Even Bokil, however, has his own pocket-size Tobin Tax: if demonetization is complete and the “black money” is driven away, we could abolish all taxes, except for a 1% “Tobin Tax” on each transaction.
Meanwhile, the poor wretched Indians’ banks accounts are blocked for lack of cash and the new banknotes are so badly printed that they can be easily reproduced, thus leading us to predict great success for “black money”.
And inflation throughout India worse than Weimar’s.
Faced with this fever of economic foolishness which is spreading across Asia, even Australia wants to get rid of the bad 100-Australian dollar banknote (equal to 70 euro approximately), which is responsible for all moral iniquities in the land of kangaroos.
In fact the word “kangaroo” comes from the Anglicisation of the kangaroo natives’ expression “I do not know” or “I do not understand”.
Here the logic is still wrong, such as the one of the Indian mystic monetarist, but has its own foolishly Western meaning.
In fact, if we eliminate a currency which serves mainly for private hoarding, market liquidity will increase immediately.
Not necessarily, but they think so anyway – they studied in some Ivy League universities and are exempted from using the logic and studying the classics.
However what should Australians use for hoarding their savings?
And if they do not hoard money, how could they pay loans, mortgages, taxes, utility bills, rents?
Shall they use coconuts? Or avocados? It is impossible because they are perishable products and, by eating them, their children would immediately become capitalists.
The fact is that banks and governments want to increase the households’ credit share, by abolishing their independent money reserves.
As has somehow happened with the great wage freeze since the euro introduction onwards.
Wages and salaries have decreased in real terms to the same extent as the share of consumer loans increased.
The privatization of wage increases with high percentages.
Hence If we do not think again to an economy which can work well also for the poor people, possibly with a small one-off tax to be paid every year, we will never get out of this cage full of crazy Hindus, monetarists, salon Keynesians and various ignorant people and doctrinarians with no idea of practical life.
CPEC vs IMF in Pakistan
International Monetary Fund (IMF) was created just after World War II (WWII) in 1945. The IMF is an organization of 189 countries, working to foster global monetary cooperation, secure financial stability, facilitate international trade, promote high employment and sustainable economic growth, and reduce poverty around the world.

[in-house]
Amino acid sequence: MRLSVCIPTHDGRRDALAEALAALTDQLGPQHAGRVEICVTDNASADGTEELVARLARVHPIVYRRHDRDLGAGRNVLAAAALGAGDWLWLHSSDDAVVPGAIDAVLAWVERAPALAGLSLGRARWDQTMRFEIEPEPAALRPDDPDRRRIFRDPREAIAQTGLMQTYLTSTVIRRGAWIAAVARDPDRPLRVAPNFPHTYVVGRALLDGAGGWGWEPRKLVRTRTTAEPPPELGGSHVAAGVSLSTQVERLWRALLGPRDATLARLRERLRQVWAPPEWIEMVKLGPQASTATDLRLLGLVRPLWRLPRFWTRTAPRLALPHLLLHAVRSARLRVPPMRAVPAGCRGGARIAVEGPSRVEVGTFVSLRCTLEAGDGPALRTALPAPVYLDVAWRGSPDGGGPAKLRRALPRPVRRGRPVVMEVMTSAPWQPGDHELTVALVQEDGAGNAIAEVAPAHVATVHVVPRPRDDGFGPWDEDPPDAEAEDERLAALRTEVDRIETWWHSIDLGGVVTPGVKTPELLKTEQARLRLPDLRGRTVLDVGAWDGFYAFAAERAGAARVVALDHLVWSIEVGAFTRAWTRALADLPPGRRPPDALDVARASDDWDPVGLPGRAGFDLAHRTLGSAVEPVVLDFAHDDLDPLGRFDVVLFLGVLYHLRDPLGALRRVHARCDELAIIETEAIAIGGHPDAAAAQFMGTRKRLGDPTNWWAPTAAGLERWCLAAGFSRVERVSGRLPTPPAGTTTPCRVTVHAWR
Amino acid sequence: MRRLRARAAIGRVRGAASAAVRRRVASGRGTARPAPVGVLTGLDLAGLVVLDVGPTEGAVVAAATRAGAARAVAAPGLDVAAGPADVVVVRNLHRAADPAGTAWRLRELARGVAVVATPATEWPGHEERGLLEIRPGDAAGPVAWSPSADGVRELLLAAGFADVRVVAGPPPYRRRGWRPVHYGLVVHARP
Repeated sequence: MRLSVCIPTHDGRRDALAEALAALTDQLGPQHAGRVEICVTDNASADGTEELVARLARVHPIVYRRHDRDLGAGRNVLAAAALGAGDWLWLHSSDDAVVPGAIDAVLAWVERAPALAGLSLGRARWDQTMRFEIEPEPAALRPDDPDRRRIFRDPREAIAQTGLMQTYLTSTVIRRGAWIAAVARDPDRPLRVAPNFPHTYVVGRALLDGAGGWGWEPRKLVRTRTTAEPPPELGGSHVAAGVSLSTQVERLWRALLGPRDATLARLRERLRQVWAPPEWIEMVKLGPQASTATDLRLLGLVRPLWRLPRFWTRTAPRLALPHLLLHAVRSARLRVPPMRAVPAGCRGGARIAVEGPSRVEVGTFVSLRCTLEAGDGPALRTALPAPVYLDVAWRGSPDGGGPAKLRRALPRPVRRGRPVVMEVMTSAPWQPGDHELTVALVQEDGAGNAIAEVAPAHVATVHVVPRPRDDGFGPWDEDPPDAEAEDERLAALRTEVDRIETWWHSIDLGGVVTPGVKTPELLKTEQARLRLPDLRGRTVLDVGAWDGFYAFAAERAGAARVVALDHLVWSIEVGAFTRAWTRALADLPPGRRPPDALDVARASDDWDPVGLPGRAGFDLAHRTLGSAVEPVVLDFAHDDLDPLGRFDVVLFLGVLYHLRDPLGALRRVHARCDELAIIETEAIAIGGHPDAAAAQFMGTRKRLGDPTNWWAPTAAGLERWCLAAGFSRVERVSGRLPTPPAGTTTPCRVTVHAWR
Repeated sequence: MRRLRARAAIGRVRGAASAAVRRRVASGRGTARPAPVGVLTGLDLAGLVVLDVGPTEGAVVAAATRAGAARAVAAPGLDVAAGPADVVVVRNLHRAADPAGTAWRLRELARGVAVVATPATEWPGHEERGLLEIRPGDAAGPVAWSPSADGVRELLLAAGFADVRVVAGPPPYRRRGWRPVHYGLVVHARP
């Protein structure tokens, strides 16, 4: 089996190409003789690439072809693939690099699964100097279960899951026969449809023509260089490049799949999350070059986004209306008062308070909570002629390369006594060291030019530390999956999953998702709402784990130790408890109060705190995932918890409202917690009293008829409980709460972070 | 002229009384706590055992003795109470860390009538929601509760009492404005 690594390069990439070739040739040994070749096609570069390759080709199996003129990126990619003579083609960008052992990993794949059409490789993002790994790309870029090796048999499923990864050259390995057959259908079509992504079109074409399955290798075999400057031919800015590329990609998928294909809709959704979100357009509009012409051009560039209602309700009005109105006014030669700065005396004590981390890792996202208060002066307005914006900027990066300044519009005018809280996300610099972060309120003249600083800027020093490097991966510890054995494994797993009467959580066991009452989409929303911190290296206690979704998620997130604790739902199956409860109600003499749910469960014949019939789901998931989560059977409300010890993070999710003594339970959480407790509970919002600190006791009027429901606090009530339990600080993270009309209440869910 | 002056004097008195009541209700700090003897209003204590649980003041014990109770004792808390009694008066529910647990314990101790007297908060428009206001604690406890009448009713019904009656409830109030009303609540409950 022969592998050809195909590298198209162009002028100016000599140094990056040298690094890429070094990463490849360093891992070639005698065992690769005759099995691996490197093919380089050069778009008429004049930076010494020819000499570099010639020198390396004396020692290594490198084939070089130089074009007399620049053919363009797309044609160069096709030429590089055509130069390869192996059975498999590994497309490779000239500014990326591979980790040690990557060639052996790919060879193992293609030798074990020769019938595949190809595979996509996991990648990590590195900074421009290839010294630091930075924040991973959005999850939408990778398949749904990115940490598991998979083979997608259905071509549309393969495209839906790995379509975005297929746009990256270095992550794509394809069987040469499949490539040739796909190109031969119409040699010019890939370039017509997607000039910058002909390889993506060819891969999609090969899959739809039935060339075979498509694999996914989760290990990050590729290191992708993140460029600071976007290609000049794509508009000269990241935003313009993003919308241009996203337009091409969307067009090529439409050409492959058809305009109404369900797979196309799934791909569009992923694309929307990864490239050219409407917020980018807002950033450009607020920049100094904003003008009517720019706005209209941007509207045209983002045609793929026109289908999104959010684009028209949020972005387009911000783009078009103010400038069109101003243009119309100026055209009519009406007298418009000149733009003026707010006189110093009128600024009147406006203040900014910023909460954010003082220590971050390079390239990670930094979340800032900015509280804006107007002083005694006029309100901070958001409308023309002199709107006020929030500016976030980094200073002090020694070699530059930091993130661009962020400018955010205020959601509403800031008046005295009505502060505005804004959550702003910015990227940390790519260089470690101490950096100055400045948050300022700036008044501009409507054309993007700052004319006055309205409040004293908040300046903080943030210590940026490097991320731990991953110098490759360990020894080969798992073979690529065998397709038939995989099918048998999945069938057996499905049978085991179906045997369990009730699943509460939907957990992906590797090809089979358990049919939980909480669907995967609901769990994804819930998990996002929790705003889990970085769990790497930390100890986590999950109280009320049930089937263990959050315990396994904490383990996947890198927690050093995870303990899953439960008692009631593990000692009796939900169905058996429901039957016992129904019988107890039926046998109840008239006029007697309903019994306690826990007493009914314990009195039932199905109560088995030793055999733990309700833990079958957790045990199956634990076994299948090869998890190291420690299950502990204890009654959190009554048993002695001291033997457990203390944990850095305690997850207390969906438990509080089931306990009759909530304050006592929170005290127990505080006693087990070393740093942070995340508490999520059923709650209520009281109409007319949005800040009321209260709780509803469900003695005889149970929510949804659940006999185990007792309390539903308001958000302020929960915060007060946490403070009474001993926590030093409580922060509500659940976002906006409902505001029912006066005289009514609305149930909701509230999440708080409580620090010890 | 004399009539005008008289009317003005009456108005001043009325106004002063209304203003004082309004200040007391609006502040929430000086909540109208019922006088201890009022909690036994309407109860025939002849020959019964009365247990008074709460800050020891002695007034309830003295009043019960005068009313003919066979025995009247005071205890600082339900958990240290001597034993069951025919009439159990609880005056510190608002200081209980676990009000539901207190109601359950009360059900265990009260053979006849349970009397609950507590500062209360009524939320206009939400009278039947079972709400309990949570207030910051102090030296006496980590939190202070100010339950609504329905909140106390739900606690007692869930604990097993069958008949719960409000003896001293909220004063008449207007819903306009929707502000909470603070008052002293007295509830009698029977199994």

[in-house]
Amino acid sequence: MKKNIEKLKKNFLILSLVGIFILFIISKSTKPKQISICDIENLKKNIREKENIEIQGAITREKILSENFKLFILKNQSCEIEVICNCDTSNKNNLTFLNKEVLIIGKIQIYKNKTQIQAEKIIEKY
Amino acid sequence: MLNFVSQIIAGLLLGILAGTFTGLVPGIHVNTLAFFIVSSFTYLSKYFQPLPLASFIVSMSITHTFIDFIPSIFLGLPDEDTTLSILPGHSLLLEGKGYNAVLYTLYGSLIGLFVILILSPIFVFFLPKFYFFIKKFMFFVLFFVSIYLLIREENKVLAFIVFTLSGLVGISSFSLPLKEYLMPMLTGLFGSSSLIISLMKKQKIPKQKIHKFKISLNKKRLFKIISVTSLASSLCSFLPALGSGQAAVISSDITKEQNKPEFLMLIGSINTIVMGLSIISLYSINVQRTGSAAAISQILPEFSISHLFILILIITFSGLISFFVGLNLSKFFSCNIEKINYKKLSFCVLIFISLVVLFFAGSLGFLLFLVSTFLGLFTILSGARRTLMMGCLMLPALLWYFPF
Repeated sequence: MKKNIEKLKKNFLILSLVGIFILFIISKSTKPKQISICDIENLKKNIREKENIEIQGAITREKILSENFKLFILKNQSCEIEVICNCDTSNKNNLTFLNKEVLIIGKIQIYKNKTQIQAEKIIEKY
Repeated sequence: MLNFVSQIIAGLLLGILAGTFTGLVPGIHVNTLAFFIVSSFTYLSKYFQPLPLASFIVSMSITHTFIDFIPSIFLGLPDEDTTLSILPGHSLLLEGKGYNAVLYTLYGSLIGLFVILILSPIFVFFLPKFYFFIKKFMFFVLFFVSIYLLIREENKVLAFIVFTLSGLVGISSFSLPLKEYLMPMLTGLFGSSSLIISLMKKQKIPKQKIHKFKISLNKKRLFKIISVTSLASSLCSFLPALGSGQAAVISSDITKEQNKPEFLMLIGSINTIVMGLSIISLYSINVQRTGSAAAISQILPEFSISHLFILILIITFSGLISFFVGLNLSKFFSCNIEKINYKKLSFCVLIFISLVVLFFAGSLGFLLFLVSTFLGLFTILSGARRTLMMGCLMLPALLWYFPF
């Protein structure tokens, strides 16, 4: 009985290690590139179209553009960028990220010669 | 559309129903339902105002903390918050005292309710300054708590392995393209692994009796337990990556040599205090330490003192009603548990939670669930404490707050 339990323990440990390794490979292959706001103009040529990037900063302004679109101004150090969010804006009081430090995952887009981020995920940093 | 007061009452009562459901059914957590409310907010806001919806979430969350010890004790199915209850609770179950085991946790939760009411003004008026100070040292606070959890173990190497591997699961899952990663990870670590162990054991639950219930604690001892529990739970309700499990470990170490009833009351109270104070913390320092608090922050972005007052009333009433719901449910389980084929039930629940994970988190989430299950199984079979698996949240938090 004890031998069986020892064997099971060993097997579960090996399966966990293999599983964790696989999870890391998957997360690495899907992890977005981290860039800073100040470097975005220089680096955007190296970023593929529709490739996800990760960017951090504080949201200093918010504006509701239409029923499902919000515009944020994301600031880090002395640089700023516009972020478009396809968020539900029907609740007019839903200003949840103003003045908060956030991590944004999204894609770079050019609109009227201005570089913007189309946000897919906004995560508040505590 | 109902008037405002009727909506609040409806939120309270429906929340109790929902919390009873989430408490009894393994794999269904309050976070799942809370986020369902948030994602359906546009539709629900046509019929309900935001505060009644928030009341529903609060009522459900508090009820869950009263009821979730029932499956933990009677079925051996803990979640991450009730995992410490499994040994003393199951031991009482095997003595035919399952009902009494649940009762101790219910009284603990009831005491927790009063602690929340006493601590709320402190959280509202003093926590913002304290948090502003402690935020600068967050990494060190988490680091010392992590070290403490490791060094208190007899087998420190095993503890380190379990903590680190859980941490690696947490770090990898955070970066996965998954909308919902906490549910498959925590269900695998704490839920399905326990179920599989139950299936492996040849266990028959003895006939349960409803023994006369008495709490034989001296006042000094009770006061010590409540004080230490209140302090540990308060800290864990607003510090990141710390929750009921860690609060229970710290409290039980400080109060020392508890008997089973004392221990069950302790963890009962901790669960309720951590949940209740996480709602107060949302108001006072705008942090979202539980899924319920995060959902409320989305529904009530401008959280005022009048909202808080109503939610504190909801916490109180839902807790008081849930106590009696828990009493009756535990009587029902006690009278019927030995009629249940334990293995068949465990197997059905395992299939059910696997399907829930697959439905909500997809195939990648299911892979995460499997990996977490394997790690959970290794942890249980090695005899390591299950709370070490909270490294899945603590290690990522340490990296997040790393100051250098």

Pakistan has been knocking doors of IMF since 1958, and it has been 21 agreements with IMF. Generally, the IMF provides loans at very low-interest rates and provides programs of better governance and monitoring too. But for the last 6 decades, Pakistan has suffered a lot, in terms of good governance. Especially last 2 decades, corruption, nepotism, poor planning, bribery, weakening of institution, de-moralization of society, etc were witnessed. We may not blame the IMF for all such evils but must complain that the IMF failed to deliver, what was expected. Of course, it is our country, we are responsible for all evils, and wrongdoings happened to us. We have to act smartly and should have made the right decision and at right times.
IMF also dictates its terms and condition or programs like: devaluation of local currencies, which causes inflation and hike in prices, cut or draw-back of subsidies on basic utilities like fuel, gas, electricity, food, agriculture etc, which causes cost of life rather higher for local people, cut on development expenditures like education, health, infrastructure, and social development etc, which pushes the country even more backward. IMF focusses only on reducing expenditures and collection of taxes to make a country to meet the deadlines of payments. IMF does not care about the development of a country, but emphasizes tax collections and payment of installments on time, to rescue a country from being a default.